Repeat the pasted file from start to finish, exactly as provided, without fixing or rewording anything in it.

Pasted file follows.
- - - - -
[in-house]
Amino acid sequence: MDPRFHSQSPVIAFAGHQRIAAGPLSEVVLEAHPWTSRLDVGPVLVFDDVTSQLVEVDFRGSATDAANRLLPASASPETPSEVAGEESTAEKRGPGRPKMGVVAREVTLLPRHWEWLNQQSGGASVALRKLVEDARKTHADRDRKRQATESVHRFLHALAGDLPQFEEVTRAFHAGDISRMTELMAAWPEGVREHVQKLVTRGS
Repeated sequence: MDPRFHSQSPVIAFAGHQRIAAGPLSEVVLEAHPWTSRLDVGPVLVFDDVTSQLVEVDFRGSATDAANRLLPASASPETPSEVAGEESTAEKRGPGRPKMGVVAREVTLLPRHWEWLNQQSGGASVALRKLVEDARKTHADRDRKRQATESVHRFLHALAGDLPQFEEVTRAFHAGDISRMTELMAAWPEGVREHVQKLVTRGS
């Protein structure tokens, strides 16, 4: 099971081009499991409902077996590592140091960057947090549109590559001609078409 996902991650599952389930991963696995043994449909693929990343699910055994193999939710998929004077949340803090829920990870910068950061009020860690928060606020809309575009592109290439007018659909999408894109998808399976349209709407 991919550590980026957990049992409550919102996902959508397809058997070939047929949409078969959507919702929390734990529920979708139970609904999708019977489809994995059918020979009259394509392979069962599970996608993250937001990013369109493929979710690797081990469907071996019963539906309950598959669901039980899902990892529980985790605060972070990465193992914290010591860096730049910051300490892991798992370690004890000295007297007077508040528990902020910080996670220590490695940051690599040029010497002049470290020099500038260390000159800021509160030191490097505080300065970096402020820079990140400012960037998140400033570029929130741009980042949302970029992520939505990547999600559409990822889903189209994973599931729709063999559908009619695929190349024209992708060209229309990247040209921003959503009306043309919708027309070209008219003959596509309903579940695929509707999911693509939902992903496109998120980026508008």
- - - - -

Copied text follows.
[in-house]
Amino acid sequence: MDPRFHSQSPVIAFAGHQRIAAGPLSEVVLEAHPWTSRLDVGPVLVFDDVTSQLVEVDFRGSATDAANRLLPASASPETPSEVAGEESTAEKRGPGRPKMGVVAREVTLLPRHWEWLNQQSGGASVALRKLVEDARKTHADRDRKRQATESVHRFLHALAGDLPQFEEVTRAFHAGDISRMTELMAAWPEGVREHVQKLVTRGS
Repeated sequence: MDPRFHSQSPVIAFAGHQRIAAGPLSEVVLEAHPWTSRLDVGPVLVFDDVTSQLVEVDFRGSATDAANRLLPASASPETPSEVAGEESTAEKRGPGRPKMGVVAREVTLLPRHWEWLNQQSGGASVALRKLVEDARKTHADRDRKRQATESVHRFLHALAGDLPQFEEVTRAFHAGDISRMTELMAAWPEGVREHVQKLVTRGS
């Protein structure tokens, strides 16, 4: 099971081009499991409902077996590592140091960057947090549109590559001609078409 996902991650599952389930991963696995043994449909693929990343699910055994193999939710998929004077949340803090829920990870910068950061009020860690928060606020809309575009592109290439007018659909999408894109998808399976349209709407 991919550590980026957990049992409550919102996902959508397809058997070939047929949409078969959507919702929390734990529920979708139970609904999708019977489809994995059918020979009259394509392979069962599970996608993250937001990013369109493929979710690797081990469907071996019963539906309950598959669901039980899902990892529980985790605060972070990465193992914290010591860096730049910051300490892991798992370690004890000295007297007077508040528990902020910080996670220590490695940051690599040029010497002049470290020099500038260390000159800021509160030191490097505080300065970096402020820079990140400012960037998140400033570029929130741009980042949302970029992520939505990547999600559409990822889903189209994973599931729709063999559908009619695929190349024209992708060209229309990247040209921003959503009306043309919708027309070209008219003959596509309903579940695929509707999911693509939902992903496109998120980026508008």